A group of tech coalitions has written an open letter to Senators Richard Burr (R-N.C.) and Dianne Feinstein (D-Calif.), concerning their bill requiring all encryption to be breakable on command, which achieved infamy in record time following the leak of a draft earlier this month.
The highly diplomatic letter begins:
We write to express our deep concerns about well-intentioned but ultimately unworkable policies around encryption that would weaken the very defenses we need to protect us from people who want to cause economic and physical harm.
It goes on to point out “unintended consequences” such as compromised security being compromised for bad actors as well as good, and also that any national attempt to hamper the operation of a global industry is foolish and bound to fail and, in failing, damage the reputation and economy of the U.S. (I’m paraphrasing).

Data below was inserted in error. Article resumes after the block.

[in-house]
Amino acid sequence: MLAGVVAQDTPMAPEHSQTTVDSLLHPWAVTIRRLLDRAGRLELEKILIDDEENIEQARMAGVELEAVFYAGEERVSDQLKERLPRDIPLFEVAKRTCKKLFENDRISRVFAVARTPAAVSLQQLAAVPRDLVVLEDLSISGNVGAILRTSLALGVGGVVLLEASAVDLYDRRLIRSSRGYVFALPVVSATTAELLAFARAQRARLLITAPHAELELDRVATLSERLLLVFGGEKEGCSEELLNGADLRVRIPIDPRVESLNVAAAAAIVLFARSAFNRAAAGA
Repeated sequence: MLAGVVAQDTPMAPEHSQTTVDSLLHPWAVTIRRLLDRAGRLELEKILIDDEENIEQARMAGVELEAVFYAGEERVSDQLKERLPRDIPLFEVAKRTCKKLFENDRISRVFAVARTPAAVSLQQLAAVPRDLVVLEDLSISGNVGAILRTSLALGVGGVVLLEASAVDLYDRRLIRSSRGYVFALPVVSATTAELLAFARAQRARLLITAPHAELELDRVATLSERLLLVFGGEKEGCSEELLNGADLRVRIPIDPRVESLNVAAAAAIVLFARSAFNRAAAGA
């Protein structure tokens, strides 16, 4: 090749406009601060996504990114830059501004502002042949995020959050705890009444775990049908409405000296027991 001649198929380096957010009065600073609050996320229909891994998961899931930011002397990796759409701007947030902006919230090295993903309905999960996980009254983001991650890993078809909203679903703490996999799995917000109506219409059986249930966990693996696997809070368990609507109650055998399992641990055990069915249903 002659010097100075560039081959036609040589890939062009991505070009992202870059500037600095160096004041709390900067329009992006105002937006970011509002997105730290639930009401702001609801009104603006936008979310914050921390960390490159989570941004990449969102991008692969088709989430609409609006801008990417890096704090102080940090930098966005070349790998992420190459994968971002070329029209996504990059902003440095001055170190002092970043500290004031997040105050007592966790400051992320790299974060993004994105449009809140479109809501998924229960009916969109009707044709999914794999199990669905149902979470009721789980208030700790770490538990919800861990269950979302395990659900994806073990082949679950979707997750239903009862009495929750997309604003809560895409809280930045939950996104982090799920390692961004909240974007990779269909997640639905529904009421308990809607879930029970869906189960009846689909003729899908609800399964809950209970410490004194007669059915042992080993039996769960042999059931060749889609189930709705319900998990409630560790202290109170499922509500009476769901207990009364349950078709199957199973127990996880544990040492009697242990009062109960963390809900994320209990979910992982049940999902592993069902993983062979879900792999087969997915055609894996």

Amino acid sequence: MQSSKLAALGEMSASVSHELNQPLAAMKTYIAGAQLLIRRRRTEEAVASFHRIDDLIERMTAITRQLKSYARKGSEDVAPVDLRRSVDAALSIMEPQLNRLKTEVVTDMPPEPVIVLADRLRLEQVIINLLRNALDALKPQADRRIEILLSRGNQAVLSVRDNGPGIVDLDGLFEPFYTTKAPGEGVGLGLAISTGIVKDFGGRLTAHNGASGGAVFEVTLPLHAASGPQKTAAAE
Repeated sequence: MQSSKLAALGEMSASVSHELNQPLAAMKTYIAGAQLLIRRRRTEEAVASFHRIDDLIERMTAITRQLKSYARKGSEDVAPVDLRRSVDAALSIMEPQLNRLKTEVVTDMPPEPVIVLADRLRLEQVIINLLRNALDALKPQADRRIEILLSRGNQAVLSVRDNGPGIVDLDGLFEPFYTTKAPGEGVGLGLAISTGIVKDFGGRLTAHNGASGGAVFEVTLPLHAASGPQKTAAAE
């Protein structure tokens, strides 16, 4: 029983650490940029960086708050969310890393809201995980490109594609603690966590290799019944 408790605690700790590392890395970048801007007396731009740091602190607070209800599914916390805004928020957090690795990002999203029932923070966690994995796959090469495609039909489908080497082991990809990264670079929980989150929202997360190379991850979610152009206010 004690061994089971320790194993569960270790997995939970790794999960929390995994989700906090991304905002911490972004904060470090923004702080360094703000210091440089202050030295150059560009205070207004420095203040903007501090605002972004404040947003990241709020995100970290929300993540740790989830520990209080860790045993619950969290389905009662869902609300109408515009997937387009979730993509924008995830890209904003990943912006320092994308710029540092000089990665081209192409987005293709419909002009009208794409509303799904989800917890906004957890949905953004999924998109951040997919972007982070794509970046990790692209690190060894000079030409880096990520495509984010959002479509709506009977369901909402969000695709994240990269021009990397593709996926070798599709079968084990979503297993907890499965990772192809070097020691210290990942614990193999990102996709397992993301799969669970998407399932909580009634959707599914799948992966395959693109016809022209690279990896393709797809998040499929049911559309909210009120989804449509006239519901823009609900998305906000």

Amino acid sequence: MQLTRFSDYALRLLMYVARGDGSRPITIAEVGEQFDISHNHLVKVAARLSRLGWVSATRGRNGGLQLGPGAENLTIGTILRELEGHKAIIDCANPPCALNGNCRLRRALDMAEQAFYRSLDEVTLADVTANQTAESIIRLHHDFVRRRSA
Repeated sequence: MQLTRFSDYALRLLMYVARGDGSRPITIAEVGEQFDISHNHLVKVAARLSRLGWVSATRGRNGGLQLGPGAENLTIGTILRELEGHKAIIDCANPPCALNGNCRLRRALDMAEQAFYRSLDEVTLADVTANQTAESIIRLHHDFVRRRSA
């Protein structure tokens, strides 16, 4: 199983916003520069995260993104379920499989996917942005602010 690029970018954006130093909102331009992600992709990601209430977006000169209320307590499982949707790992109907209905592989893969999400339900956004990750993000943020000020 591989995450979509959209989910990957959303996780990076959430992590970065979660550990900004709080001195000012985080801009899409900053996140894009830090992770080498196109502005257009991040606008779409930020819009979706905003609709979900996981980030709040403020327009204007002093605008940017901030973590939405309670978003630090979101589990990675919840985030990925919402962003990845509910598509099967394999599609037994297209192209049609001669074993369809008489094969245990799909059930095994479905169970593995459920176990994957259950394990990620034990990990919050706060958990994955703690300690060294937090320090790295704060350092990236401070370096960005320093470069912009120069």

The letter is signed by four groups: Reform Government Surveillance, the Computer and Communications Industry Association, the Internet Infrastructure Coalition, and the Entertainment Software Association.
Between the four, most of the major internet and tech companies are represented: Microsoft, Google, Amazon, eBay, Facebook, Netflix, Verisign, and dozens more. (Aol, which owns TechCrunch, is a member of the first two listed.)
It’s likely that the bill, which is completely impracticable and ignores basic facets of the industry which it means to regulate, does not require the opposition of all these companies. It’s not expected to gain any traction in the Senate, and Reuters reported that President Obama won’t be offering his support. Still, a letter like this does no harm, and possibly some good.